Child and Adolescent Services
"I think I can, I think I can.” -The Little Engine That Could
Children and adolescents exposed to domestic violence and/or sexual abuse may suffer from various cognitive and/or behavioral issues. Feeling scared, confused, hopeless, anxious, sad, depressed, angry, resentful, bitter, insecure, or worthless are not uncommon. Similarly, some victims may experience problems with sleeping or eating; bed wetting/soiling, physical aggression, acting out, bullying, poor peer choices, substance abuse issues, social withdrawal, trouble concentrating, and/or risk-taking behaviors. Many children and adolescents experience a combination of the symptoms described above, coupled with having mixed emotions about the abuser. With supportive therapy, victims can learn to effectively cope with their experiences, thus being given a fighting chance of reversing the negative impact of trauma.
SAFE in Hunterdon offers free and confidential programs and services that are carefully designed to decrease the impacts of trauma experienced by children and adolescents who have witnessed violence in their homes or been the victims of a sexual assault. We wholeheartedly believe in the value of treating the family (or non-offending caregiver, when applicable). Counseling staff makes every effort to encourage caregivers to attend their own counseling, whether it be with SAFE or an outside entity. In addition, family sessions are encouraged and incorporated when therapeutically valuable. Bi-monthly check-ins are made to caregivers by counselors, in person or by phone, to ensure that skills being taught in sessions are reinforced by caregivers in the home.
Cognitive Behavioral Therapy (CBT)
SAFE in Hunterdon’s Child and Adolescent Services use a variety of interventions based on the client’s need, developmental appropriateness, and preference. One approach used is known as Cognitive Behavioral Therapy, also known as CBT.
This is a highly researched and greatly esteemed method of counseling proven to help children overcome trauma-related problems by reducing challenging emotional and behavioral responses that result from exposure to trauma. CBT techniques are also directed at helping the child to develop positive coping skills while also addressing distorted thoughts associated with the experience of trauma. Additionally, the counselor will work to support non-offending caregivers by reinforcing various skills that support their children, providing additional resources, and providing psychoeducation about the trauma experienced. This methodology can be used with victims of domestic violence or sexual assault.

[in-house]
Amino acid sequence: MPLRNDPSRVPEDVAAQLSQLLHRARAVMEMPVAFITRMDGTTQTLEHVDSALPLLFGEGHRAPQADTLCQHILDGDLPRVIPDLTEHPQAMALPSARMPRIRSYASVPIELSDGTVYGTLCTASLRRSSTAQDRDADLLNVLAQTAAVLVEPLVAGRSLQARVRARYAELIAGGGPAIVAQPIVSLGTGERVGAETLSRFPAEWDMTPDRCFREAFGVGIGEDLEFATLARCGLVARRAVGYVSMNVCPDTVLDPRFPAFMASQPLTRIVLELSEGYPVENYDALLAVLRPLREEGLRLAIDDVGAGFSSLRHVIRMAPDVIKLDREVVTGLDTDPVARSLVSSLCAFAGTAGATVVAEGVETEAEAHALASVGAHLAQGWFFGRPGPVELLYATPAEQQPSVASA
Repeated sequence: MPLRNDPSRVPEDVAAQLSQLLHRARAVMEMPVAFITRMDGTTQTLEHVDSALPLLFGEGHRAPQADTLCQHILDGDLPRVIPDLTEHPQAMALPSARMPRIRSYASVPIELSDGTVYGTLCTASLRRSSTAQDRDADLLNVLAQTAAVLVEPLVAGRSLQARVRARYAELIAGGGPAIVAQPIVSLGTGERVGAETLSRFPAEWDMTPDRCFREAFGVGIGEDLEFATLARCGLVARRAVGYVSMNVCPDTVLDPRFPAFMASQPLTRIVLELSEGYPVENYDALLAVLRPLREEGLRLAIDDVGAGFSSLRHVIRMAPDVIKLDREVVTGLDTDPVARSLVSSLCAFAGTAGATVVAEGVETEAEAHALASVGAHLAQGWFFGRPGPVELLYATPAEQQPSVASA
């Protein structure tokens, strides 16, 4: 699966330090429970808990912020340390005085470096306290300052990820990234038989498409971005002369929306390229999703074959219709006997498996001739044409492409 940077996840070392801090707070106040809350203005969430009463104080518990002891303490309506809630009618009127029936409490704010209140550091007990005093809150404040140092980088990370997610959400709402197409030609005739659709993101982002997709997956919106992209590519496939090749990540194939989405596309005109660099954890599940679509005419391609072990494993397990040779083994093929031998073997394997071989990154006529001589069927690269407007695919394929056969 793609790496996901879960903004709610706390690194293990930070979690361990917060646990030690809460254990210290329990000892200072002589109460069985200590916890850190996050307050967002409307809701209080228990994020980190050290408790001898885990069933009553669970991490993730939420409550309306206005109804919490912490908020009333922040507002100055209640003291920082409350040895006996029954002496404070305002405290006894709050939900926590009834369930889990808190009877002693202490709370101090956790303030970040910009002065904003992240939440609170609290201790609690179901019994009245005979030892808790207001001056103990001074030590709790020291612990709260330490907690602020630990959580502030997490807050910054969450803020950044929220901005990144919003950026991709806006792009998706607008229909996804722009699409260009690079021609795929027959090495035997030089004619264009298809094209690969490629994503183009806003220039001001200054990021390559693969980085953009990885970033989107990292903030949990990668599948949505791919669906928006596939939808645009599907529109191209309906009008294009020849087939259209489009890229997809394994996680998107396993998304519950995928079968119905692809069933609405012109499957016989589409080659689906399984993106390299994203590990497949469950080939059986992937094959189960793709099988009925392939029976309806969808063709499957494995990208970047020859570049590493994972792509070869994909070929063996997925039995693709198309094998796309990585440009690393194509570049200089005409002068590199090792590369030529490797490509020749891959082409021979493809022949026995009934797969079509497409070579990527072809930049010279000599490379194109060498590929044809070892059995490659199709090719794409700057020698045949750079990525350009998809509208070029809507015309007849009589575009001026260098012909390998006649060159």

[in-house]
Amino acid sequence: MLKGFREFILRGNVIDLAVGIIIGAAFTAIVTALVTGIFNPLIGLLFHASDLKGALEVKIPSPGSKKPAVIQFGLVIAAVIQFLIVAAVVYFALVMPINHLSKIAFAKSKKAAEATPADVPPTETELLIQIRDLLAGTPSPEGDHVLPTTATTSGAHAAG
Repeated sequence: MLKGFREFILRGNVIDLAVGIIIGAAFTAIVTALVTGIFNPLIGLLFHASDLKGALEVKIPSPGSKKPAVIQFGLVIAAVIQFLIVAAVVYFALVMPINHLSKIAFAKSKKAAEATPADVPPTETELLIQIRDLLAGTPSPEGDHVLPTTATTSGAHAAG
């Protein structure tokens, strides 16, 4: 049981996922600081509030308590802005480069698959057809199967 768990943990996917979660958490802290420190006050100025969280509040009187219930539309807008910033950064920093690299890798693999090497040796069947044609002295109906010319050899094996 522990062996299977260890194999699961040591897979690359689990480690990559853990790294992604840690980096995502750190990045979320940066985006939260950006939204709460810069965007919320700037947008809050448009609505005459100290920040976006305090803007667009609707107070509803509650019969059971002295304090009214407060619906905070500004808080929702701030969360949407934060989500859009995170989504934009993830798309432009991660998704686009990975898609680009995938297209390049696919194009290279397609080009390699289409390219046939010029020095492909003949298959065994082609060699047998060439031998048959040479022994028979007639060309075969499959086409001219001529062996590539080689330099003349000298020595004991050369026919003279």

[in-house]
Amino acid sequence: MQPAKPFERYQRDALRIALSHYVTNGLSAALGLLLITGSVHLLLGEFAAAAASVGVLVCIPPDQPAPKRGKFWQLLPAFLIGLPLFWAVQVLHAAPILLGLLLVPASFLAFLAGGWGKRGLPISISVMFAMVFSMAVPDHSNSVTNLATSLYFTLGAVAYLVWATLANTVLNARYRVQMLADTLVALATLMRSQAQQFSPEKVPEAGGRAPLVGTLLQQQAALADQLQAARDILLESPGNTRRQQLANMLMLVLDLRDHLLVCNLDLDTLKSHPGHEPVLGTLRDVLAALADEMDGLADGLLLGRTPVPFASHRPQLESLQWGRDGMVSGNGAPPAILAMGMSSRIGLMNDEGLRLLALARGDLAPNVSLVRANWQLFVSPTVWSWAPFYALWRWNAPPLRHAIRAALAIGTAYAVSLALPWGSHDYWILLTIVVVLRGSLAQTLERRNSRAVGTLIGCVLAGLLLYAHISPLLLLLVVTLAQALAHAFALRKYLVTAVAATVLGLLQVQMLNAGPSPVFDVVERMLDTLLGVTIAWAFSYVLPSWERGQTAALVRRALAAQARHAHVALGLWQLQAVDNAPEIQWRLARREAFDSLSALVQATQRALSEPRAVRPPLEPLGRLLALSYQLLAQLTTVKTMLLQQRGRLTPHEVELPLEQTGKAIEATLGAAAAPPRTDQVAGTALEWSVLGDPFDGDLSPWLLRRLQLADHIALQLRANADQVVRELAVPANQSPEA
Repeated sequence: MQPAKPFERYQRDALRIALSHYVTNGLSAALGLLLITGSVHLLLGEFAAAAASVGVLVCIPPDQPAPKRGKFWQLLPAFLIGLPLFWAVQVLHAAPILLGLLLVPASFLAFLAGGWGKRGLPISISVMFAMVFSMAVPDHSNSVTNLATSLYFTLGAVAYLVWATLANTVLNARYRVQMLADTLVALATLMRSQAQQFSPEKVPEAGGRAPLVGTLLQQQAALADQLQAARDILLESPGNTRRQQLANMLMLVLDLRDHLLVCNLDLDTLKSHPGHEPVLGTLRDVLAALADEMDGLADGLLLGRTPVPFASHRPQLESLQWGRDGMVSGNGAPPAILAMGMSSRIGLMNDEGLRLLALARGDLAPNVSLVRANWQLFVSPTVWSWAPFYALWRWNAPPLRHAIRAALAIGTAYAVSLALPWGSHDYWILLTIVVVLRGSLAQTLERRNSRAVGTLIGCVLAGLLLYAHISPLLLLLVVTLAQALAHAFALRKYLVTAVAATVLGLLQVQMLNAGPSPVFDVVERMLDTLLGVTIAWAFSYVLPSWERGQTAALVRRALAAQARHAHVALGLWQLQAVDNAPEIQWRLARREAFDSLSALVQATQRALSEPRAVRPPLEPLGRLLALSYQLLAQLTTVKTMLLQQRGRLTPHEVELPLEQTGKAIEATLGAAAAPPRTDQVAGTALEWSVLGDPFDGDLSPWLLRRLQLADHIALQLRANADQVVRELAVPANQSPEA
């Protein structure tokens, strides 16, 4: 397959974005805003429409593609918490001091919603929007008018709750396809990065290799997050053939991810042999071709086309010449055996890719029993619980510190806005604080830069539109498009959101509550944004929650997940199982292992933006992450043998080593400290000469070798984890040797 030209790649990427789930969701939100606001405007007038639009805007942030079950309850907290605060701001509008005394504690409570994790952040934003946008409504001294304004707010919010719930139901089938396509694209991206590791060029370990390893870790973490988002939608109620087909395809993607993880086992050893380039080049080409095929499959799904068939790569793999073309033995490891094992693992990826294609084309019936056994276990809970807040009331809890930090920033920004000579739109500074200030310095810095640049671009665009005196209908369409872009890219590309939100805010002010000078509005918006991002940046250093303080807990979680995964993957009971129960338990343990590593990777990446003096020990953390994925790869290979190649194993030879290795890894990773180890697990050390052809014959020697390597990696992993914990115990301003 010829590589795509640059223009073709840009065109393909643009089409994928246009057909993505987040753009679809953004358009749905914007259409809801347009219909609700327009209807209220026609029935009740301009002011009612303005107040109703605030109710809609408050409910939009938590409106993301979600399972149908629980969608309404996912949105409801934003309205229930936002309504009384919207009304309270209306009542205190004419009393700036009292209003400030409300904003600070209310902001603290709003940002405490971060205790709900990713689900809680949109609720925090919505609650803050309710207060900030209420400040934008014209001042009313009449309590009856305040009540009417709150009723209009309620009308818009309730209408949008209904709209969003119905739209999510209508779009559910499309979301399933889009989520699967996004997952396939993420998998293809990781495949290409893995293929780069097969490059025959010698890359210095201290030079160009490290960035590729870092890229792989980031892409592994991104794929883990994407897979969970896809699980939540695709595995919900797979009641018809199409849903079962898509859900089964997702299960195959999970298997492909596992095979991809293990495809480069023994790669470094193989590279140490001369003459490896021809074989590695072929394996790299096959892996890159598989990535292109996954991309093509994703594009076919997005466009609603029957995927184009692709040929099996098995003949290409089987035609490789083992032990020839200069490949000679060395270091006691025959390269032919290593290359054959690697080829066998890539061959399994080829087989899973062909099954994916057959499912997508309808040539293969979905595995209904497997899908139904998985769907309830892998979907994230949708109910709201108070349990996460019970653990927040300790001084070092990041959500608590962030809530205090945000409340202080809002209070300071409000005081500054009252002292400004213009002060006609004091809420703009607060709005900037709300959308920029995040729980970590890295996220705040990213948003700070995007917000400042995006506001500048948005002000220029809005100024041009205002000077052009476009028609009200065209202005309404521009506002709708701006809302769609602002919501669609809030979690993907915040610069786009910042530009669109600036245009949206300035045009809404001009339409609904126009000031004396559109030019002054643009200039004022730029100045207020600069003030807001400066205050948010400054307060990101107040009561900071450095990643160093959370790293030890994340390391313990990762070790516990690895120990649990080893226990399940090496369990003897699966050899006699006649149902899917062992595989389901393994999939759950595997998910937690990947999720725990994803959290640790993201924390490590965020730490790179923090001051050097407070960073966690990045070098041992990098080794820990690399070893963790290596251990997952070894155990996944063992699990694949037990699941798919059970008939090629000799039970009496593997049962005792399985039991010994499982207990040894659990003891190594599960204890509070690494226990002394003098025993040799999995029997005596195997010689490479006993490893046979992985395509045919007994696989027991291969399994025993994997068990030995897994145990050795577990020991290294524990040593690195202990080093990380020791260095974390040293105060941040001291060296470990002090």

Trauma-Focused Cognitive Behavioral Therapy (TF-CBT)
TF-CBT is the most widely disseminated and well-supported treatment approach for children, teens and their families impacted by trauma. TF-CBT is a hybrid approach that integrates:
- Trauma sensitive interventions
- Cognitive behavioral interventions
- Attachment theory
- Developmental neurobiology
- Family therapy
- Empowerment therapy
- Humanistic therapy
TF-CBT has been recognized with the highest ratings for effectiveness by the US Department of Justice and recognized with an exemplary program award from the US Department of Health and Human Services and SAMHSA, and it is listed on the National Registry of Evidenced-Based Programs and Practices (NREPP). TF-CBT is appropriate for clients ages 3-18 who have experienced a traumatic memory due to the witnessing of a domestic violence event or events.
Creative Arts Therapy
SAFE endorses the use of the creative arts therapies. Creative arts therapies are defined as the use of art, music, drama, dance/movement, poetry/creative writing, bibliotherapy, play, and sandplay within the context of psychotherapy or counseling. All expressive therapists share the belief that through creative expression and the tapping of the imagination, a person can examine the body, feelings, emotions and his or her thought process in ways that are distinct from verbal articulation alone.
In addition to these therapeutic interventions utilized at SAFE, the Child and Adolescent Counseling Program incorporates safety planning into their sessions, when relevant. Experiencing trauma is frequently frightening and upsetting for victims, and may leave them feeling powerless, confused, and afraid. Having a safety plan is one way to empower a client to feel and stay safe.
Consequently, counselors discuss and practice skills such as: how to dial 911 (with younger children), identifying safe areas/places they can go in the event of a dangerous situation, how to stay calm, and distinguishing trusted adults who they can talk to. The counselors also discuss and encourage the caregiver to reinforce these skills at home.